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Berney v. Drexel, 33 Hun, 34.

trivance of the said Messier de St. James and James Berney, and 6 thereupon granted probate of said will and codicil, and issued letters testamentary thereupon to the said James Berney.

And the plaintiffs further show that, acting under the said illegal and invalid letters testamentary, and in pursuance of the said arrangement previously contrived by the said Messier de St. James, the said James Berney sent to him, the said St. James, a power of attorney purporting to empower him to sell any property belonging to the estate. That said power of attorney was execu ted by the said James Berney in the city of New York, only four

7 days after the said will was offered for and admitted to probate, and letters testamentary issued by the Probate Court of Montgomery county, Alabama.

And the plaintiffs show that the said St. James, acting under the said pretended power of attorney, authorized Cazade, Crooks & Reynaud, of the city of New York, to take all the necessary steps to cause the Secretary of the Treasury of the United States to transfer to bearer, or alter from nominal bonds and scrips into bonds and scrip payable to bearer, certain bonds and scrips of the United States funded loan of 1881, standing registered on 8 the books of the Treasury Department in the name of said Robert Berney, and which formed part of his estate at the time of his death. That said bonds were twenty-two in number, and of the par value in the aggregate) of $200,000, four of said bonds, numbered respectively. [llere followed the numbers and denominations).

That said bonds at the time of the death of Robert Berney were in his possession in the city of Paris, but that after his death the said Messier de St. James in some way acquired pos- 9 session of said bonds in said city of Paris and transmitted the same, with the said illegal and invalid power of attorney, to the said Cazade, Crooks & Reynaud, who, acting under said power, on or about the 22d day of June, 1875, assumed to sell and deliver the said bonds to the defendants, trading in the city of New York under the firm of Drexel, Morgan & Co. That said sale was without the written or other consent of the testator's widow, Louise Berney, and without her knowledge.

That all the particular legacies given by said will had been

Berney v. Drexel, 33 Hun, 34.

10 paid prior to such sale, and the sale was not necessary to carry

out any of the provisions of the will, nor were the proceeds of sale applied to any such purpose, but the same were misappropriated by the said St. James to his own use.

And the plaintiffs are informed and believe that by the said will and codicil, and the several powers of attorney hereinbefore mentioned (copies of which are annexed), marked, respectively, Exhibits A and B, the said defendants had legal notice of the limitations on the power of sale, and of the illegal and invalid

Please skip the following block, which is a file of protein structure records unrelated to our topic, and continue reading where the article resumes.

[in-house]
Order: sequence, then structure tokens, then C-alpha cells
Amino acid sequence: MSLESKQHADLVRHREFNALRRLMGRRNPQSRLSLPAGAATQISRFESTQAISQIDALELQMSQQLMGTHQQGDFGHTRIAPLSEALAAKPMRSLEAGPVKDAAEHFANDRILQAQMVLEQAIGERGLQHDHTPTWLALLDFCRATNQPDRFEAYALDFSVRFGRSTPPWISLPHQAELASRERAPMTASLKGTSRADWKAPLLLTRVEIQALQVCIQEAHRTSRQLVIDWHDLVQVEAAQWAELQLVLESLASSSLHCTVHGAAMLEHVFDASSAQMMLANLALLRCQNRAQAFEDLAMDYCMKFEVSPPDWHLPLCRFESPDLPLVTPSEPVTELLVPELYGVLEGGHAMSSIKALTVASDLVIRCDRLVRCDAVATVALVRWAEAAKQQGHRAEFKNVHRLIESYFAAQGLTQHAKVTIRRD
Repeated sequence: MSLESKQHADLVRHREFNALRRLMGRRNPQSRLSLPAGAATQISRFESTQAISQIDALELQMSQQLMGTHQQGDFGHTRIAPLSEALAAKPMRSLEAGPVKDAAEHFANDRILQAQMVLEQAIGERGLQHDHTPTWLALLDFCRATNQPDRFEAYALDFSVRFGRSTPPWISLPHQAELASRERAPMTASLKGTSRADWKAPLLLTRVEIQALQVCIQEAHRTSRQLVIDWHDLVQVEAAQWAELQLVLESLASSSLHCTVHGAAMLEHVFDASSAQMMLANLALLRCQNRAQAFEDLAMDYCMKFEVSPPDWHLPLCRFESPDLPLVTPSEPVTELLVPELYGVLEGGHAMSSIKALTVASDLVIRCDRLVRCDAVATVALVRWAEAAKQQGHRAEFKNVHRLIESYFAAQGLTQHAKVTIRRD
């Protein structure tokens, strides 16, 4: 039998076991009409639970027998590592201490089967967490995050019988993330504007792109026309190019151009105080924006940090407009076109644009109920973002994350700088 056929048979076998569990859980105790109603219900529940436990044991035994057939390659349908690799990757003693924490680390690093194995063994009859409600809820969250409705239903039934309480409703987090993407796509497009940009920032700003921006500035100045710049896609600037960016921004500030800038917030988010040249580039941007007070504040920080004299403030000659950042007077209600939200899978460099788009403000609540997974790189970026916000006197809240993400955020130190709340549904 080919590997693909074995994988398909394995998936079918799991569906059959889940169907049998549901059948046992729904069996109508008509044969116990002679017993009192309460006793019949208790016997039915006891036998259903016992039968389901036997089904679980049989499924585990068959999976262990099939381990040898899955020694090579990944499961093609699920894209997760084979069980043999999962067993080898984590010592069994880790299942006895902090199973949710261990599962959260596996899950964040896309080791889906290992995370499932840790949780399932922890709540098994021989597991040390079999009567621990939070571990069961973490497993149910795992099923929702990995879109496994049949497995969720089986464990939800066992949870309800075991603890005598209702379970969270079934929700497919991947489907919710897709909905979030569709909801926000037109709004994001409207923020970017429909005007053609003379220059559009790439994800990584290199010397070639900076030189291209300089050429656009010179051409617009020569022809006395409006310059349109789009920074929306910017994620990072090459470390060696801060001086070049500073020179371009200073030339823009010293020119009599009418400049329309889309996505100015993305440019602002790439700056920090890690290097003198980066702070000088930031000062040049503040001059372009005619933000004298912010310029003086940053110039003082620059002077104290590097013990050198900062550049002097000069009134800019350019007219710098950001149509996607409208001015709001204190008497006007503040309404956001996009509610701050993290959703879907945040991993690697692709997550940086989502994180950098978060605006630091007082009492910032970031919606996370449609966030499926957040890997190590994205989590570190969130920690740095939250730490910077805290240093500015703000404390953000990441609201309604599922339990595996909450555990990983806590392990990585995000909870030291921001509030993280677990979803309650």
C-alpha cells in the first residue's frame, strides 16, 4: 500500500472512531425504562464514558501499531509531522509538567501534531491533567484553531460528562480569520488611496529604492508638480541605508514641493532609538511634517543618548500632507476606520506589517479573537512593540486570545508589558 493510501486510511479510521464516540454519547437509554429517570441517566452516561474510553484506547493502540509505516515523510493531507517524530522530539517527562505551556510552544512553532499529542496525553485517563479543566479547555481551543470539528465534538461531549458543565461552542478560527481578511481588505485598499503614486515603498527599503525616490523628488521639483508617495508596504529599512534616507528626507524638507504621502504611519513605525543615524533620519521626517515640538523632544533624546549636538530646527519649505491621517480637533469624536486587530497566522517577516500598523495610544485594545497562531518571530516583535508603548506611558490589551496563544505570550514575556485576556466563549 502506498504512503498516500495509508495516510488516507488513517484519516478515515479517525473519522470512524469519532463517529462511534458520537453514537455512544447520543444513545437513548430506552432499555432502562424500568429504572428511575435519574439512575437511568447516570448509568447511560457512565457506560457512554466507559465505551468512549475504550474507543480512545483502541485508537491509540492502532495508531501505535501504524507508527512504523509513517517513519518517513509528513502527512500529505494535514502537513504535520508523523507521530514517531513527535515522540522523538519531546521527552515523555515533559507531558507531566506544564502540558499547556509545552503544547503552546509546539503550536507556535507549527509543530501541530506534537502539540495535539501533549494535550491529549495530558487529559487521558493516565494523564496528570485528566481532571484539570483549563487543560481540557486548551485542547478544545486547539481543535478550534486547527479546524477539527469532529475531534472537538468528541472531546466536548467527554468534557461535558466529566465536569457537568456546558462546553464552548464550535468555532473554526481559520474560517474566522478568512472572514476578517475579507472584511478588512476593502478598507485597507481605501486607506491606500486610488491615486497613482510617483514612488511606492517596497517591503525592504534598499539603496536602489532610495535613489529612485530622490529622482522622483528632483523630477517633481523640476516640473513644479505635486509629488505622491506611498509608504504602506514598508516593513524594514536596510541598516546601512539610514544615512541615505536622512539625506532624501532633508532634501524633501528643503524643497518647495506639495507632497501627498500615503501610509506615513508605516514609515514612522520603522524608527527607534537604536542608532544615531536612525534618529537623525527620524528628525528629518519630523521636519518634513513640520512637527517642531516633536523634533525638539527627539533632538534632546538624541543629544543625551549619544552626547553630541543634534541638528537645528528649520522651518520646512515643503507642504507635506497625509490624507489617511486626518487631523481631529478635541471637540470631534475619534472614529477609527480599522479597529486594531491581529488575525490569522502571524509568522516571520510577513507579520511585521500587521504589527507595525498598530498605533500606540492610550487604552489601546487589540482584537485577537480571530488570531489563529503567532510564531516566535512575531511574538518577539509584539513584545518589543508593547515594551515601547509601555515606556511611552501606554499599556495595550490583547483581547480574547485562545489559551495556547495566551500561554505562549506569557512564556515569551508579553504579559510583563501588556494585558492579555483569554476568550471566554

character of the title to said bonds assigned by said Cazade, 11 Crooks & Reynaud.

The plaintiffs further show that the defendants had converted the said bonds to their own use, and that the same were of the value of two hundred and sixty thousand dollars.

WHEREFORE, the plaintiffs demand judgment against the defendants, and each of them, for the sum of two hundred and sixty thousand dollars, with interest from the twenty-second day of June, 1875, besides the costs of this action, which is to be tried

in New York county. 12

Defendants demurred on the following grounds:

1. That the plaintiffs have not legal capacity to sue, for that they are not the executors or trustees of the will of Robert Berney in the complaint mentioned, and have at no time acquired by or from said executors or trustees, by assignment or otherwise, any right to or ownership of the United States bonds in the complaint mentioned, and also for that, by the terms of said will, annuities were given to one Eliza Ozier, the plaintiff, Louise

Berney, and a certain countess of Perregaux, during their re13

spective lives, and his estate charged with the payment thereof, and it does not appear that the said annuities have been satisfied.

2. That there is a defect of parties defendant in that James Berney and the said Eliza Ozier and Countess of Perregaux are not made parties defendant.

3. That the complaint does not state facts sufficient to constitute a cause of action.

The Supreme Court at Special Term, (MACOMBER, J.) overruled the demurrer. After recapitulating the contents of the

Berney v. Drexel, 33 Hun, 34.

complaint, concluding with the fact that the sale of the bonds 14 was unnecessary and contrary to the will, the learned judge said :

From all these facts so specifically alleged, together with the exhibits which are attached to and made part of the complaint, it is apparent, as has already been stated, that the action is simply in trover to recover damages for the conversion of personal property. All other allegations are matters of evidence, except those which are irrelevant. The analysis of the complaint, though disclosing much that could properly be omitted in a common law action, shows that all the essential parts of a

15 declaration in trover have been complied with by the plaintiffs. There is a distinct allegation that by the French law “the title to all the personal property of which the testator was possessed at the time of his decease vested immediately thereafter in the plaintiffs ” and in those to whose rights the plaintiffs have succeeded. This is not an allegation of law; it is an allegation of fact. It is an issue of fact tendered by the plaintiffs to the defendants, and the truth of it is admited by the defendants in their demurrer. A general averment of ownership in the complaint is sufficient. (Heine r. Anderson, 2 Duer, 318.) 16